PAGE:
Wisdom and Hope
Last Friday at Mass, I was kneeling down praying with my eyes closed. I had just received the Lord in the Eucharist and it was a wonderfully quiet moment. Then I heard a small voice next to me ask, “Mom why did Jesus die on the cross?” It was Mary Bear, she was gazing up at the crucifix. I whispered to her, “Jesus died to save us from our sins and open the gates of Heaven.” She looked at me with her blue eyes and nodded and then said, “but then He woke up.” “Yes,” I said, “He rose from the dead and is now in Heaven.” Still looking at the crucifix she continued, “He doesn’t say anything.” I told her that He wouldn’t talk on the crucifix she was looking at, but He would speak to her in prayer.
I love the simplicity of a child’s faith. Simple and direct questions. Real questions that have meaning. As a 4 year old, looking at the crucifix, Mary cut to the heart of our Christian faith. Why did Jesus come? More, why did he have to suffer? Finally, His victory over death. Images of our Lord are powerful, gazing at the crucifix is powerful to her little 4 year old mind. It causes pause, makes her wonder, and brings to life at an early age the notion of suffering. Suffering for love. This is merely the beginning for Mary, but she knows more already than far too many adults.
A women’s group I am in is doing a study on Wisdom. We just kicked off last week. Our study this time is less academic, and more of an exploration on how to apply the wisdom we find in Scripture to our daily lives. What is wisdom? How does it differ from knowledge? How can I grow in wisdom? Such wonderful questions to chew on with my fellow sisters in Christ, and so very important to our roles as mothers.
In our discussion last week, we were describing those in our lives we would describe as wise. We all had different examples unique to our own experience, but there was a common thread. A truly wise person must have at least some, often many, real encounters with suffering. To be truly wise, one must have a wide breadth of experience. Life we know well is not a series of one joy after another. Rather, life is filled with works, joys and sufferings. For a person to be wise, they must have experienced struggle. That is not to say they handled the situations perfectly, but they did grow and learn from these. Wisdom can be instilled through these various crosses if one comes to a realization of the need for God’s help and the acceptance of God’s help.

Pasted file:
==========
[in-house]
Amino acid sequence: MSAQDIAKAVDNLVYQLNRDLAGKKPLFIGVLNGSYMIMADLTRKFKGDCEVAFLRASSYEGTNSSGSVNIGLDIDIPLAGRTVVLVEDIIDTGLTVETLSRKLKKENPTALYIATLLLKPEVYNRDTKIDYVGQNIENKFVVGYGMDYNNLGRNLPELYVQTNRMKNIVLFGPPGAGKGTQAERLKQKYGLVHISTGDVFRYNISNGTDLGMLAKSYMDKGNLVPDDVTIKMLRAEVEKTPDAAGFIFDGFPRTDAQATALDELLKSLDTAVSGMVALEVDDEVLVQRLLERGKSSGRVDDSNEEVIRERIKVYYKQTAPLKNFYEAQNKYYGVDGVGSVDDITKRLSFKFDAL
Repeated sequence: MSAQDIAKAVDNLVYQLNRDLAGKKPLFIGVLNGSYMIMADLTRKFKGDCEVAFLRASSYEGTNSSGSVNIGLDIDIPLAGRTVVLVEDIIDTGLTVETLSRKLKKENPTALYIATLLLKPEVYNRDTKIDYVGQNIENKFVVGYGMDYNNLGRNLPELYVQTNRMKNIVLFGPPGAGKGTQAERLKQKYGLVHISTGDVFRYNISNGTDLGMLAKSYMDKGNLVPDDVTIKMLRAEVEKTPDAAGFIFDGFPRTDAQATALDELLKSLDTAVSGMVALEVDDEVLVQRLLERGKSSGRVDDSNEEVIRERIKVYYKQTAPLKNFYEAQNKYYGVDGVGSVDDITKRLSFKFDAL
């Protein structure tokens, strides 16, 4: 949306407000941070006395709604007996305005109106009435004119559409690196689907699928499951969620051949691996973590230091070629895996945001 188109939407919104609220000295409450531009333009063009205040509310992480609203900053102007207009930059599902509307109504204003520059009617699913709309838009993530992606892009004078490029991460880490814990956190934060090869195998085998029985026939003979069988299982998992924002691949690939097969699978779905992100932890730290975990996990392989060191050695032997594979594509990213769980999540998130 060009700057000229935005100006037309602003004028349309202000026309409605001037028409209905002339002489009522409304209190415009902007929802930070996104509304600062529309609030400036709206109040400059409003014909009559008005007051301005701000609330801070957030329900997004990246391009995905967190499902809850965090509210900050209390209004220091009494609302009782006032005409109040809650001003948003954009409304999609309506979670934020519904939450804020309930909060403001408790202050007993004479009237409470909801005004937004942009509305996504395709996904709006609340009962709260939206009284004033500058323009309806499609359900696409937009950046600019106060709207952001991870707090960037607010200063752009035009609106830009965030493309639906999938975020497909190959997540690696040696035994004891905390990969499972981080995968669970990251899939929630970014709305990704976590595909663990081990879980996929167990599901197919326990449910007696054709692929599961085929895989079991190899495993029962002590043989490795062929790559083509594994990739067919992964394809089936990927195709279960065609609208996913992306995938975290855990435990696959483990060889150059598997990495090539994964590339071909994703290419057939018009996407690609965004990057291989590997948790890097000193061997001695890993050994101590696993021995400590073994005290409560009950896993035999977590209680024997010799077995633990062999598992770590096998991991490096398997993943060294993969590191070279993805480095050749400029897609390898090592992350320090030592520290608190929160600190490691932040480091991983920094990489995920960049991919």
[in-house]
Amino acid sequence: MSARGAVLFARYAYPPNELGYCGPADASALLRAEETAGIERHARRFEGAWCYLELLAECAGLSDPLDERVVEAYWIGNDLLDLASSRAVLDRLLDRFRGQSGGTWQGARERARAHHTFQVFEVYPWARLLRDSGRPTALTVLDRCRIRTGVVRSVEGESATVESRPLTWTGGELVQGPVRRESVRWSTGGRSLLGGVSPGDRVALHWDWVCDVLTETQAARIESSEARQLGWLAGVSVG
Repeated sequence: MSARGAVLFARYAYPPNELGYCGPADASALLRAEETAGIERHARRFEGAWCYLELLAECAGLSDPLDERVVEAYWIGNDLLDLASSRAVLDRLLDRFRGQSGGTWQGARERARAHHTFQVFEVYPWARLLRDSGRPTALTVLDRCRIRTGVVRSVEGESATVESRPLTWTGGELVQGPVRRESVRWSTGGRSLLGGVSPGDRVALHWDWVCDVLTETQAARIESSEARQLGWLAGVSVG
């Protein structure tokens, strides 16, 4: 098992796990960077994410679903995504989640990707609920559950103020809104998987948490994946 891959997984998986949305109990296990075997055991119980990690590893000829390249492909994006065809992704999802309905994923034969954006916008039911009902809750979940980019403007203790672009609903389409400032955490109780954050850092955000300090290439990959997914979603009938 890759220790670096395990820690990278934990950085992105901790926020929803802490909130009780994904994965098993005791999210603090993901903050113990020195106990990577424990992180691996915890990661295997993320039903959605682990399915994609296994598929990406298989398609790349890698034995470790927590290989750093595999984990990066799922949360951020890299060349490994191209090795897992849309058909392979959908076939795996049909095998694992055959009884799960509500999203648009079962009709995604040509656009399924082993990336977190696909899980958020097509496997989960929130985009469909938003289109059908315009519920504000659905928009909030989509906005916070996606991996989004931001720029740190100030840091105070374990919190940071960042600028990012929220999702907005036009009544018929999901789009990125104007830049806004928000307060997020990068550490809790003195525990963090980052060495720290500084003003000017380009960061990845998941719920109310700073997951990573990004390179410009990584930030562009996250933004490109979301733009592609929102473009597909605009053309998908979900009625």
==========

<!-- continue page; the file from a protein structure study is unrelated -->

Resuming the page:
I have far to go to be a truly wise person for sure. There are areas of my life though, that I can say I have a bit of wisdom. These are areas in my life that have been painful and difficult. Areas where only by God’s help, by following His plan, was I able to make it through. Struggling with years of infertility is certainly an example that comes to mind. I understand well the yearning to have a child. I understand the heartache of disappointment month after month. I understand the temptation to treatments that are outside of God’s beautiful plan for life. I understand the humility of realizing I am not in control. Being thus humbled though was the beginning of my journey to true joy. It was the beginning of turning my full gaze to God and seeking his aid.
Now, when I speak to someone who is going through the same struggle, they know that I can truly understand the pain they are suffering. They can appreciate insights that Tate and I are able to impart based on our own journey. We also are believable when we tell couples the suffering of this time will give way to great joy when it is united to Christ. Our story brings hope to those under the cross of infertility. They can see we have traveled through the valley to the other side.
This is the power of the Cross. This is why Jesus, in His infinite wisdom, had to suffer. We needed as humans someone who could understand our struggles, our pains, our disappointments. We needed to see that despite the suffering there is hope. Our Lord and Savior knew this well. He knew we were going to suffer. However, we can look to Him and know that when we suffer out of love for Christ and neighbor, death is not the final answer. There is hope. Mary Bear knows this when she told me, “then he woke up.”
As we approach Lent, we need this reminder. Make this a Lent a time of penance, a time to suffer with Christ. Suffering bears fruit, it is not void of meaning. All the while, we can be assured of Christ’s victory over all death and sadness. For some, relief may come in this lifetime. If it does not, we can be assured it will come in the next.
Christ suffered and died. Christ rose. Christ is in Heaven waiting for us. Christ speaks to us in prayer. Thank you God for the faith of my little ones who remind me how simple it really is. Wisdom is not something we find in a book, but imparted to humble hearts through the Holy Spirit.
“Unless you turn and become like children, you will never enter the kingdom of heaven. Whoever humbles himself like this child, he is the greatest in the kingdom of heaven.” Matthew 18:2-4.
Must See Video
In case you haven't watched this 15 minute clip of Jim Cavaziel speach. Should be watched by everyone, especially our youth.